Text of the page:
The U.S.-Israel Tax Treaty, Bearing Two Protocols, Moves Toward Ratification
4 Journal of International Taxation 292 (July 1993)
13 Pages Posted: 9 Jul 2015
Date Written: July 1, 1993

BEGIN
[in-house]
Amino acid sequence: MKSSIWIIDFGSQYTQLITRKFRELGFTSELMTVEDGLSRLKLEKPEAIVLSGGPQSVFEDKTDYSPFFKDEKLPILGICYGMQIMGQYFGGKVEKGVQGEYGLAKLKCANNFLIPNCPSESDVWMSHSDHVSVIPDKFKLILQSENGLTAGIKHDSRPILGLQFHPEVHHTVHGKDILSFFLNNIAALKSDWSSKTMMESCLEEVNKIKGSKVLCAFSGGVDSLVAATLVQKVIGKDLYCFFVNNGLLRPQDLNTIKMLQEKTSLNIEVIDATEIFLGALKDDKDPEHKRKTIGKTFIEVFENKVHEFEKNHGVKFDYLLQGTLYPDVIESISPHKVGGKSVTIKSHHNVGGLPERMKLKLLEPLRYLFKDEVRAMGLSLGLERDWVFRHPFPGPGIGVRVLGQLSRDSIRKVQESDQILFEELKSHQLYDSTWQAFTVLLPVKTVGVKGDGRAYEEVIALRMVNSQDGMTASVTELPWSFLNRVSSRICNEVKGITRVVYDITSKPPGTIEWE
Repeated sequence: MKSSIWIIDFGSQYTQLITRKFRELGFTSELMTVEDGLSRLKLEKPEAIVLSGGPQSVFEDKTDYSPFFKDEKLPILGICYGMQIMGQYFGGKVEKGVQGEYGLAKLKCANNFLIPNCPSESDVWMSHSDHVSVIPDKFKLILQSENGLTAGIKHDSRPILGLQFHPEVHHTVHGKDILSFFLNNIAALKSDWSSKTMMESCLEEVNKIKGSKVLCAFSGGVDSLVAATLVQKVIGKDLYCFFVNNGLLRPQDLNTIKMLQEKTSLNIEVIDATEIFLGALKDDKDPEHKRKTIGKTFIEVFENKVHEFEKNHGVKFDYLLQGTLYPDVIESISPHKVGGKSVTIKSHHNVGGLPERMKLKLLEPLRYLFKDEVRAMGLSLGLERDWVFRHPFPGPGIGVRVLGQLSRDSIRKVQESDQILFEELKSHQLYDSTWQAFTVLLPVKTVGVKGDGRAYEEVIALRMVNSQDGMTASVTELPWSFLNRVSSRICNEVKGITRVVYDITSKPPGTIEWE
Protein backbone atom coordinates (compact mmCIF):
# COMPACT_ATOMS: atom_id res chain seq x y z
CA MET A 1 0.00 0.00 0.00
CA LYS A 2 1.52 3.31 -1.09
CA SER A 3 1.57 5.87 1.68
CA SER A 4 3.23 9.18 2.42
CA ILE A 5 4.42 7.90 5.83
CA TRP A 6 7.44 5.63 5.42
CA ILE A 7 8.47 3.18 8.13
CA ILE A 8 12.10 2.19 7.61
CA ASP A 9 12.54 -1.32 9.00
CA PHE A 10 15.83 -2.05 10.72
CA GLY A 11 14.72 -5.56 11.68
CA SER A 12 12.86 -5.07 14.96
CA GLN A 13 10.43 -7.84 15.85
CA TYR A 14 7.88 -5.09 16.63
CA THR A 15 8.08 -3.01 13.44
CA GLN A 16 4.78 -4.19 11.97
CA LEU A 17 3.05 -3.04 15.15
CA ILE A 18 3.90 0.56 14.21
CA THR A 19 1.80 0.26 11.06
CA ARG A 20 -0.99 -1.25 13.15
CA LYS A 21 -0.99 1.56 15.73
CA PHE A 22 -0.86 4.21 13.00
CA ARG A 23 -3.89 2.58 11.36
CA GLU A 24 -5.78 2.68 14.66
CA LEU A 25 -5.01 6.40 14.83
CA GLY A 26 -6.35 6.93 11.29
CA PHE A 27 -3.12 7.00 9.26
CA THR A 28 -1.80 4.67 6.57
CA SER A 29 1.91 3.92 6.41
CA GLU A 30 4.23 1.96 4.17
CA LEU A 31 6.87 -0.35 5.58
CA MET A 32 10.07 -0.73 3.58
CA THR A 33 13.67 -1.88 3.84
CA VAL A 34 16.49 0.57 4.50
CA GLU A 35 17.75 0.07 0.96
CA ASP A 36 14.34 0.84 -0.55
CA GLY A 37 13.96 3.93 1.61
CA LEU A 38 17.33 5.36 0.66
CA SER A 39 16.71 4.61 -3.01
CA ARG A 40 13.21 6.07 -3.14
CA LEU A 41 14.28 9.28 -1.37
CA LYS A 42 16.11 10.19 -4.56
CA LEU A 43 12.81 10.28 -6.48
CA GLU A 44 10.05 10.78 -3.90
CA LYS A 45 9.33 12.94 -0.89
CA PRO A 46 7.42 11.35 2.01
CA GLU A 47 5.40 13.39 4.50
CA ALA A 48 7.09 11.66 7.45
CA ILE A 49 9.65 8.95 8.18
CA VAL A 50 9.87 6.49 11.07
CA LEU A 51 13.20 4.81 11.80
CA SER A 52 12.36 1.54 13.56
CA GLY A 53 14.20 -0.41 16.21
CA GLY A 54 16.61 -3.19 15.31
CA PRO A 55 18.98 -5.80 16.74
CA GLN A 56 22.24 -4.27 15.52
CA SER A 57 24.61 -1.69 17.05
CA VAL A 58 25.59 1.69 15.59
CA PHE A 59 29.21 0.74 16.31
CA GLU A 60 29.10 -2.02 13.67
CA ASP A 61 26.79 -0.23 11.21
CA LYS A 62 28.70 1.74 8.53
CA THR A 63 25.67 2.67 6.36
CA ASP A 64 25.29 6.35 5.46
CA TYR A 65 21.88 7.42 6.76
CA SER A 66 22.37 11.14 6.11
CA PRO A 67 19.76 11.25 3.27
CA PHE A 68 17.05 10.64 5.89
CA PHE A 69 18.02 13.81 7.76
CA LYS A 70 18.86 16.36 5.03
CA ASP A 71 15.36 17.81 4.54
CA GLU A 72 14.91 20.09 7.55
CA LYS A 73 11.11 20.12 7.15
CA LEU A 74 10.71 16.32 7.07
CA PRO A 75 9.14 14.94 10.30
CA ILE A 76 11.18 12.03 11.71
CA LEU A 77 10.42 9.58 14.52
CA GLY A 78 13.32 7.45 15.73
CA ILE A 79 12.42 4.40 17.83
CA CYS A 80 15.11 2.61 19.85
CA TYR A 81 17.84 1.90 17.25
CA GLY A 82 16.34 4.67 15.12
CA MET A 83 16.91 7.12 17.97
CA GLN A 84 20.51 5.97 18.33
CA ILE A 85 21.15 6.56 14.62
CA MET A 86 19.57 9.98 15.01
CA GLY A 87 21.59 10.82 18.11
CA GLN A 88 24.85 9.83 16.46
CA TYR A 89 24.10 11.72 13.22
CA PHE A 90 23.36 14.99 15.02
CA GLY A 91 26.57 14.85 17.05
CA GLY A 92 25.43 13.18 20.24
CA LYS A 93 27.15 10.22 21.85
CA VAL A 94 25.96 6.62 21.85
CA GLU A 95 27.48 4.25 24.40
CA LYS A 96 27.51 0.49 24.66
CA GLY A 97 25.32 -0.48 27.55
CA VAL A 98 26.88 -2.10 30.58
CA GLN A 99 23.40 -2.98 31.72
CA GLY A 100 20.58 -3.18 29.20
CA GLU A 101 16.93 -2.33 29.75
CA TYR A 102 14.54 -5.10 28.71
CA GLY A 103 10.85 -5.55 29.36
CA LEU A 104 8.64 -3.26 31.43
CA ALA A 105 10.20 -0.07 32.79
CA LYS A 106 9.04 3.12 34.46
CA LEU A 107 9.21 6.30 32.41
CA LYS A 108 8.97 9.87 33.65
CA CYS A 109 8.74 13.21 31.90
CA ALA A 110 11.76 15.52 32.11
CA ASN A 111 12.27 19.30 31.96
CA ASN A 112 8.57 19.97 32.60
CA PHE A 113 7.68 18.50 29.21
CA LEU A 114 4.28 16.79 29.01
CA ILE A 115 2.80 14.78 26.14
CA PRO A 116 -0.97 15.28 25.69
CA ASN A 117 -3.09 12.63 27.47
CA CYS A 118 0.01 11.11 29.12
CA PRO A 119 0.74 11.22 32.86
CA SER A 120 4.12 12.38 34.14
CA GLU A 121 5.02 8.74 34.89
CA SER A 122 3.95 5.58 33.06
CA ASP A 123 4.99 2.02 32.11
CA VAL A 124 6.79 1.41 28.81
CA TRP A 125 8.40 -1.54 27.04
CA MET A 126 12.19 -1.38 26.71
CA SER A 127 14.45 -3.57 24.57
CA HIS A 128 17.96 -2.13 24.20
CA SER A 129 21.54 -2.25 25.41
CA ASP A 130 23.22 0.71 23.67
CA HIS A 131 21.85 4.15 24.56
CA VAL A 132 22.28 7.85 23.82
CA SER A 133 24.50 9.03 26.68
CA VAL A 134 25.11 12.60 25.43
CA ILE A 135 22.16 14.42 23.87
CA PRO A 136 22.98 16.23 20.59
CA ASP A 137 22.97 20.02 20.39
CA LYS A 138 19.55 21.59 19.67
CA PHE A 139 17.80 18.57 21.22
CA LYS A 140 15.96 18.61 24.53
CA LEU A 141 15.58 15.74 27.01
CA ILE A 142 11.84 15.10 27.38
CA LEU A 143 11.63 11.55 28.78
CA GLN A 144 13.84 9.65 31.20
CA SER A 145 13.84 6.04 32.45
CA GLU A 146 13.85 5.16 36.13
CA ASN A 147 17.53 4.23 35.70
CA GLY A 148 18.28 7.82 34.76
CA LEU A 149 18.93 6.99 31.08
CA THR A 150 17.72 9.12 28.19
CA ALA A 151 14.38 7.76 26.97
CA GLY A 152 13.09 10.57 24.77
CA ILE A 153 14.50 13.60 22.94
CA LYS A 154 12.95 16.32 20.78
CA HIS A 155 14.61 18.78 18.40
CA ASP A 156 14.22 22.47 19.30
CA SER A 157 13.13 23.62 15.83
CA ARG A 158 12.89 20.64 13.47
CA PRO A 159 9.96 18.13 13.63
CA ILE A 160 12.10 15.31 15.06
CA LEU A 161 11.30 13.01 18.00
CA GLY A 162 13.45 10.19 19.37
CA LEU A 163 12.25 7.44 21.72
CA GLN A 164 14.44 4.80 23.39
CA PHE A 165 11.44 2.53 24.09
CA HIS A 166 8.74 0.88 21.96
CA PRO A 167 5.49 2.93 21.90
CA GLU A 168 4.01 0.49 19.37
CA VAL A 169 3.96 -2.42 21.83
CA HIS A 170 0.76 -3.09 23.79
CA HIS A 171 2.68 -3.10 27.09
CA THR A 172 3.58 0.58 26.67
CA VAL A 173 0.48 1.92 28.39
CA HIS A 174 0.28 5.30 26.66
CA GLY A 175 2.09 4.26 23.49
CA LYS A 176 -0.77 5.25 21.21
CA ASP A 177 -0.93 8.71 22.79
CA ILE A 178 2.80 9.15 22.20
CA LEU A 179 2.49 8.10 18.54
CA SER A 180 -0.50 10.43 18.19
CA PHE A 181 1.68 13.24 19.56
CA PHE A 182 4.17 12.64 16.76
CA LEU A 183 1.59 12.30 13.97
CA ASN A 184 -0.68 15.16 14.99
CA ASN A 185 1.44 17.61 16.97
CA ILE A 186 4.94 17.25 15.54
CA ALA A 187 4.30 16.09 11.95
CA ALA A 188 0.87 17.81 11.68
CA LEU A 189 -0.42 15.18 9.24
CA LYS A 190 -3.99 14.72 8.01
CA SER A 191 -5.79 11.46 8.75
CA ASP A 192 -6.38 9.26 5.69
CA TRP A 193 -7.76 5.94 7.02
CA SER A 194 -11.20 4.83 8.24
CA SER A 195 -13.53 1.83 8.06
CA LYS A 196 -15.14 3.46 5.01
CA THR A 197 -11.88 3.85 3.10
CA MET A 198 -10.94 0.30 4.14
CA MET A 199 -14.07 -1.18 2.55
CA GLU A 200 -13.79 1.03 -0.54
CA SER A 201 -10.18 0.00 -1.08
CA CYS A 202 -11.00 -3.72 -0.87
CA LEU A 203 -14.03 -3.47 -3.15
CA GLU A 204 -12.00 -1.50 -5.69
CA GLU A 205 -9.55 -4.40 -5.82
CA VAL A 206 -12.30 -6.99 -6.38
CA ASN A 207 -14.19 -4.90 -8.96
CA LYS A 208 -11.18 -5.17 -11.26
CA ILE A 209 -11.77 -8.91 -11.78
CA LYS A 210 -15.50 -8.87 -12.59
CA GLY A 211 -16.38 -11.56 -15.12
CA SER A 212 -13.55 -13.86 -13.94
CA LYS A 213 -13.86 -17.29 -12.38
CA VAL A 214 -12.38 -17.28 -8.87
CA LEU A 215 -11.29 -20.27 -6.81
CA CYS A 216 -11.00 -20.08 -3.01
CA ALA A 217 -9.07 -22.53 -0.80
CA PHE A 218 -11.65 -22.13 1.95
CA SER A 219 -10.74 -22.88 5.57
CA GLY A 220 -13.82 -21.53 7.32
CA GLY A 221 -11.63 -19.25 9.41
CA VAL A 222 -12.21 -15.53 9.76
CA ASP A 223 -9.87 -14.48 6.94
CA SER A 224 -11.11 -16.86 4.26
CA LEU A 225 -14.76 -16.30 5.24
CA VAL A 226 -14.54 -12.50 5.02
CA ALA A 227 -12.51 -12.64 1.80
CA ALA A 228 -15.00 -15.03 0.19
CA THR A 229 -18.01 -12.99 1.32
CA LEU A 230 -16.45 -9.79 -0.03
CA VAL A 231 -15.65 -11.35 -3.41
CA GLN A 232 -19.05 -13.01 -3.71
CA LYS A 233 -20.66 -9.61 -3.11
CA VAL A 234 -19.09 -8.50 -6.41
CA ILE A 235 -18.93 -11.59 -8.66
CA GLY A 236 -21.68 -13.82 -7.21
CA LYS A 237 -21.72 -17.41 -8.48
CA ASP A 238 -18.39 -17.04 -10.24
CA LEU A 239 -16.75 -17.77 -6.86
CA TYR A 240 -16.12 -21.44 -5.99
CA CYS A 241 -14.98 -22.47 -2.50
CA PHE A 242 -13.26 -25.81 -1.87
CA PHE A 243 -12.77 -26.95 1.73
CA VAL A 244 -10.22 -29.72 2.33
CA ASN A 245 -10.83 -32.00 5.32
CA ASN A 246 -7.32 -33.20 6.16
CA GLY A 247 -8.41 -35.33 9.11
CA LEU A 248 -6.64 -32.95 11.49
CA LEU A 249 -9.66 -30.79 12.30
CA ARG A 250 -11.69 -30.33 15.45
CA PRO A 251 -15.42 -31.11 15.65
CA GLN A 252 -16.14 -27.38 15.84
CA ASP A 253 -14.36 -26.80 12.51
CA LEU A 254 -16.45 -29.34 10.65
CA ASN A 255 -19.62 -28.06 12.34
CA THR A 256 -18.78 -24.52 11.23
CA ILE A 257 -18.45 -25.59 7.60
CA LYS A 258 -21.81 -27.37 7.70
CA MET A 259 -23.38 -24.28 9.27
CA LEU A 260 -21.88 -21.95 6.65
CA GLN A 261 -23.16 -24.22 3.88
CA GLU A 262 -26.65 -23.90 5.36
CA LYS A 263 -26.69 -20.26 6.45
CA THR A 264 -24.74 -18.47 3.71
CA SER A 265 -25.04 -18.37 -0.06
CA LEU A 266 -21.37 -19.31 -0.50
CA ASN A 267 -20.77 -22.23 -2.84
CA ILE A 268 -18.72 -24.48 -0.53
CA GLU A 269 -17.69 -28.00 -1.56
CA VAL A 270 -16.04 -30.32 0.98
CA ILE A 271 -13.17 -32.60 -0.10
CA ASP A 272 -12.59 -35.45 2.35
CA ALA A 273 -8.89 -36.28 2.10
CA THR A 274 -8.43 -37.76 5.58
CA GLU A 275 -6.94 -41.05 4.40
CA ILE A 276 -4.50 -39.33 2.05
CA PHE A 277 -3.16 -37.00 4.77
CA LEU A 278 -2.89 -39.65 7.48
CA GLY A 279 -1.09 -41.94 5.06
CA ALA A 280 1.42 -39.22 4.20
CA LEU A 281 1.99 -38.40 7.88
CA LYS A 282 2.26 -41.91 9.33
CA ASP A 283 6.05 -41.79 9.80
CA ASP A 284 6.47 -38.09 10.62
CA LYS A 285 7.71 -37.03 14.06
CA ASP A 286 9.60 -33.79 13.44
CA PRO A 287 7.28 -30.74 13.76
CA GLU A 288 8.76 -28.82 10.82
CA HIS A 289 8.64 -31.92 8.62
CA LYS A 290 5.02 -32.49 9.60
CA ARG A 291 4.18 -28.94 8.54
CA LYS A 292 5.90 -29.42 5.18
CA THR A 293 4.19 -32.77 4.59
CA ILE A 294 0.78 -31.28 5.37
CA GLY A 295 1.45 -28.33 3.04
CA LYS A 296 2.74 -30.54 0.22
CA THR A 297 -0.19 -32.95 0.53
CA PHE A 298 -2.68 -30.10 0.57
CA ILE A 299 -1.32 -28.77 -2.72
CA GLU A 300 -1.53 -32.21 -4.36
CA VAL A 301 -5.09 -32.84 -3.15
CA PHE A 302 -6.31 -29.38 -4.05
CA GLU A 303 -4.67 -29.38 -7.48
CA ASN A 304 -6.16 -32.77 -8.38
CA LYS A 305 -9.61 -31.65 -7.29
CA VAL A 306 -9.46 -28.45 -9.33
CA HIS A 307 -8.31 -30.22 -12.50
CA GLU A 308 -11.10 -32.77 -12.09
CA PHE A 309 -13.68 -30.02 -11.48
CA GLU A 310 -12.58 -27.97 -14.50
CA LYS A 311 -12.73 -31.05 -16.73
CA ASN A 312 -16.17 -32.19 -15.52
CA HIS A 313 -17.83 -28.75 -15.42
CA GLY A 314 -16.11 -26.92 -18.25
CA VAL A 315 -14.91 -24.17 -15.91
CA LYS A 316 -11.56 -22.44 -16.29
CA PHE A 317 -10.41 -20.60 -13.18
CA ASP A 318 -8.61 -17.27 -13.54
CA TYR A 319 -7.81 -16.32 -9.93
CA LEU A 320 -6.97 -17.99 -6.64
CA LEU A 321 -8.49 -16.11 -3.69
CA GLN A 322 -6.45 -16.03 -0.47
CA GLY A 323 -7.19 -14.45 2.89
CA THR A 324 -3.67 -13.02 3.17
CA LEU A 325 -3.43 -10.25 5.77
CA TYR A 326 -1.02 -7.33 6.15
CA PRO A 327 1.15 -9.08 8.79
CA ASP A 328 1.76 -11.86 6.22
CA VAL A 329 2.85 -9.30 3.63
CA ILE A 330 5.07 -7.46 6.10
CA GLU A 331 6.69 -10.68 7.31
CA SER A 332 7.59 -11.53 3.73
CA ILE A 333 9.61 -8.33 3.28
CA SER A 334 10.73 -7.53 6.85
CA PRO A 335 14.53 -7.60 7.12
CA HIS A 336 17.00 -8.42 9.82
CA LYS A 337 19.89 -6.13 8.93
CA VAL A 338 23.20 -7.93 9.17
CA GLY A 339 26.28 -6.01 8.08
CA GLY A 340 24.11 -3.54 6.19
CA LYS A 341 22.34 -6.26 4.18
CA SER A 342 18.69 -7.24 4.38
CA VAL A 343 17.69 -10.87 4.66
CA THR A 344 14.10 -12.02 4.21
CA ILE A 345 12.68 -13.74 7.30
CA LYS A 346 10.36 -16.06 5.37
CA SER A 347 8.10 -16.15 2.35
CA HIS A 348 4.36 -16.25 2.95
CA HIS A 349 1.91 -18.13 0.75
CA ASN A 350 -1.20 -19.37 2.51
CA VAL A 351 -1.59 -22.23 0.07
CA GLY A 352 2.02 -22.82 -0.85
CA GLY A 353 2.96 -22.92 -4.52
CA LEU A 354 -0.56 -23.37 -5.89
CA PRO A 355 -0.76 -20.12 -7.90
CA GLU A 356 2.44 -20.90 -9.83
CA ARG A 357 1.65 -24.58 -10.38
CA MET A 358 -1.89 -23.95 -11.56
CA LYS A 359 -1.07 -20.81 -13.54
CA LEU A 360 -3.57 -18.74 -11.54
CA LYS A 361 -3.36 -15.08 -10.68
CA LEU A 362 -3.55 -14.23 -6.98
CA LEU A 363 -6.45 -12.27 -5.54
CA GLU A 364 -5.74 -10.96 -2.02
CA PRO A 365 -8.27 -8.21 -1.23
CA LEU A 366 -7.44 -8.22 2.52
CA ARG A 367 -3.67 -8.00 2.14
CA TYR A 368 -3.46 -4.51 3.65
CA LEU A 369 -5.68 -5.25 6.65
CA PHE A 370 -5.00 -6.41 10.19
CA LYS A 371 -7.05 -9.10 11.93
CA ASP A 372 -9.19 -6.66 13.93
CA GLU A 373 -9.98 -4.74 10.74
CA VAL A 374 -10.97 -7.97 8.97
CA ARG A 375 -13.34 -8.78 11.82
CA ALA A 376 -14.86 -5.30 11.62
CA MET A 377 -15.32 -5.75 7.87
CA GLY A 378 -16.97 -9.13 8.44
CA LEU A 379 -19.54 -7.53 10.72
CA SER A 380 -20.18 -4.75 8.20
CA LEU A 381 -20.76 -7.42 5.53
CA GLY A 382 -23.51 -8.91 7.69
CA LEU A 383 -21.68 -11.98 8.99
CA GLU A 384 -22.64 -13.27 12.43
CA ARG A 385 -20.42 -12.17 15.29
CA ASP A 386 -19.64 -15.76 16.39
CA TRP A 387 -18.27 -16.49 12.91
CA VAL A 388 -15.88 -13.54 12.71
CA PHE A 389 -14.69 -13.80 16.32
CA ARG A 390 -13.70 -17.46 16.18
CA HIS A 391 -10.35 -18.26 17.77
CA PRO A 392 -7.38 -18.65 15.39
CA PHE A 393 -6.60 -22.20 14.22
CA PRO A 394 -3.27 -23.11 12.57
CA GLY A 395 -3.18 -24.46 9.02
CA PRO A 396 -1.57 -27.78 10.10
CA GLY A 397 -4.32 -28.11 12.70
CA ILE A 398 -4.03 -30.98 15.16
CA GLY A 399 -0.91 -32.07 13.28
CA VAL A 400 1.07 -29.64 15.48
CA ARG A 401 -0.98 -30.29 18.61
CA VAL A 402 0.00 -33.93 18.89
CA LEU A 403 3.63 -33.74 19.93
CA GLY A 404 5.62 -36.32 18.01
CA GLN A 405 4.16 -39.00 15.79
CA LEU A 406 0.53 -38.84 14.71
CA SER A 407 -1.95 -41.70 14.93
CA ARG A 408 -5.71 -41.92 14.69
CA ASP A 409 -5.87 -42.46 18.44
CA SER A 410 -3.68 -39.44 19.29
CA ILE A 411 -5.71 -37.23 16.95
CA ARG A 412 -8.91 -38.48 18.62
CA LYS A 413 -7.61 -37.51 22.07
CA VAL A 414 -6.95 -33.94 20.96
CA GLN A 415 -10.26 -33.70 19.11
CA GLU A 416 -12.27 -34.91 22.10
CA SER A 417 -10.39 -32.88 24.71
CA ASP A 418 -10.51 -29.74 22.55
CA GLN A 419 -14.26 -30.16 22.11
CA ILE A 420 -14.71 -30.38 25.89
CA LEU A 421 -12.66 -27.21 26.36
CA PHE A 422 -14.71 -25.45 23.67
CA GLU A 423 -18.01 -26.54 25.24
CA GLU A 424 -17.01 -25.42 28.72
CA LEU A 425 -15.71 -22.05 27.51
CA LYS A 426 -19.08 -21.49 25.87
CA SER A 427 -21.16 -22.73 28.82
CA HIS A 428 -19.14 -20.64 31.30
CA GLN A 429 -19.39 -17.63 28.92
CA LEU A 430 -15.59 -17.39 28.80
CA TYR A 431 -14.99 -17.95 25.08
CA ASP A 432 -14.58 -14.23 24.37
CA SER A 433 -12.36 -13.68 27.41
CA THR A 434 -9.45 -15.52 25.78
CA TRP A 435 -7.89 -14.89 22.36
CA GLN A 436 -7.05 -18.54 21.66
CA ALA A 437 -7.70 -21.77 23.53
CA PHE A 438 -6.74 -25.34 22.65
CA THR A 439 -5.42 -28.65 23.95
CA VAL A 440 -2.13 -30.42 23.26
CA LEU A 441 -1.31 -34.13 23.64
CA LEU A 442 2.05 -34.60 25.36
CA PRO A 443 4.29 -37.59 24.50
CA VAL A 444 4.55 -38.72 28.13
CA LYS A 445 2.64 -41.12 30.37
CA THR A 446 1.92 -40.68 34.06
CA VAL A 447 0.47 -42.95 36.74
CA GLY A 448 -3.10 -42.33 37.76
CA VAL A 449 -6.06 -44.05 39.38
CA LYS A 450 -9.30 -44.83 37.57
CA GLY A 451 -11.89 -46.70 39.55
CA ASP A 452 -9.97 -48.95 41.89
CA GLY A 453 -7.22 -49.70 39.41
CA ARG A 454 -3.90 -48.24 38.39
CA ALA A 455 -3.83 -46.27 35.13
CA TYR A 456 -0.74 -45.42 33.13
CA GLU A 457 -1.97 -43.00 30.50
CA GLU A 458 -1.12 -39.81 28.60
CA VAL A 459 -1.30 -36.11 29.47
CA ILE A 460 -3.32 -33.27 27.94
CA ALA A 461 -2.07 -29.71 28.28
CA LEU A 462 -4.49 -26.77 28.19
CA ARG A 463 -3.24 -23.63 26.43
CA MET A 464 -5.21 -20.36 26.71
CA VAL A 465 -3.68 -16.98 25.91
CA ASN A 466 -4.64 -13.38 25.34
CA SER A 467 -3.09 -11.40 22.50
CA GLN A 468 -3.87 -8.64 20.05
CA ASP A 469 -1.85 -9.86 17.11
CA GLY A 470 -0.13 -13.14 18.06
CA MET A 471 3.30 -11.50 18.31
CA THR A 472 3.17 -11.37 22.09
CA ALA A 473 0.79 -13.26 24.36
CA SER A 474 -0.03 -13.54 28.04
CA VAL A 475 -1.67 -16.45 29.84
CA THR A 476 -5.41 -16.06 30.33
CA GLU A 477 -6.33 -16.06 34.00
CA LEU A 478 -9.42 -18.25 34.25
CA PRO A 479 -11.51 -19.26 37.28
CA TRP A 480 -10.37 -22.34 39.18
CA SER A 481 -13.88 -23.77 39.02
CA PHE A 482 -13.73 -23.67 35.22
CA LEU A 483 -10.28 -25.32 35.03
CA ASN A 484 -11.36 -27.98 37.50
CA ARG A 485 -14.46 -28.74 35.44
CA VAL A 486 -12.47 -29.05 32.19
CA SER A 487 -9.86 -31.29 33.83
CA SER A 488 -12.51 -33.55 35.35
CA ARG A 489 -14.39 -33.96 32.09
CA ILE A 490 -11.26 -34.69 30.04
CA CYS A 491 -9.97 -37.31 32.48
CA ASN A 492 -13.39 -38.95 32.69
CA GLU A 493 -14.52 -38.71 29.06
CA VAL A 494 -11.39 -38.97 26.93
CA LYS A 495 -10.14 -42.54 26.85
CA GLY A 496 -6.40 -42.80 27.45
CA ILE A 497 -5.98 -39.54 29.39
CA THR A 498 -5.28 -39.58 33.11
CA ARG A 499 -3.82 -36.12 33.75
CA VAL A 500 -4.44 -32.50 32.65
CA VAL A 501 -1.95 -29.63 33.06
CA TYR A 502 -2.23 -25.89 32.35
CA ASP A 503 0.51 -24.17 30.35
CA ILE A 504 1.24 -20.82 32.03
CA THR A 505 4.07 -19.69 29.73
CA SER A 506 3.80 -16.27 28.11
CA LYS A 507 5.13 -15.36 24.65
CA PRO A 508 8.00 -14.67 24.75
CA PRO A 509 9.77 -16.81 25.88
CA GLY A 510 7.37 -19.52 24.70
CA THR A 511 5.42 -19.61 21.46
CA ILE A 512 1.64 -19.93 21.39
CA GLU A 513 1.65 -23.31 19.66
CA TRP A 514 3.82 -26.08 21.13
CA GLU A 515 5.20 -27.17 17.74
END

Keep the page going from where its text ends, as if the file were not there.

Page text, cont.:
Due to the Lack of A Tax-Sparing Provision, the Treaty Does Not Reduce Taxes For U.S. Investors, and For Many, Operating Through A Branch Will Continue to be the Best Option. Israel and the U.S. began negotiations on a tax treaty almost 30 years ago. Two treaties signed in the 1960s never entered into force, however, since they were not ratified. The current Treaty finds its roots in 1975, when its first version was signed, though again not ratified.1 Five years later, the U.S. and Israel signed a protocol amending the original draft, which again was not ratified. One of the main reasons for this long process was Israel’s fear that signing a treaty with a disclosure of information clause might deter U.S. investment in Israel. In 1985, however, Israel and the U.S. signed a free trade area agreement to remove customs and non-customs barriers to trade between the two countries. This created an absurd situation where, on the one hand, there was an agreement encouraging trade without borders, but on the other hand, there was no treaty to eliminate double taxation. In addition, in the last few years, the U.S. made strong efforts to increase tax collection from foreign companies and individuals doing business in the U.S. These developments made it more important for the parties to sign a tax treaty. On 1/26/93, the parties signed a second protocol amending the original draft, signed on 11/20/75, as amended by the first protocol signed on 5/30/80. Though the treaty has still not been ratified, the Israeli tax commission has indicated that ratification is imminent. The principal issues involve whether the treaty will solve problems that American investors encounter in Israel and those Israeli investors face in the U.S.
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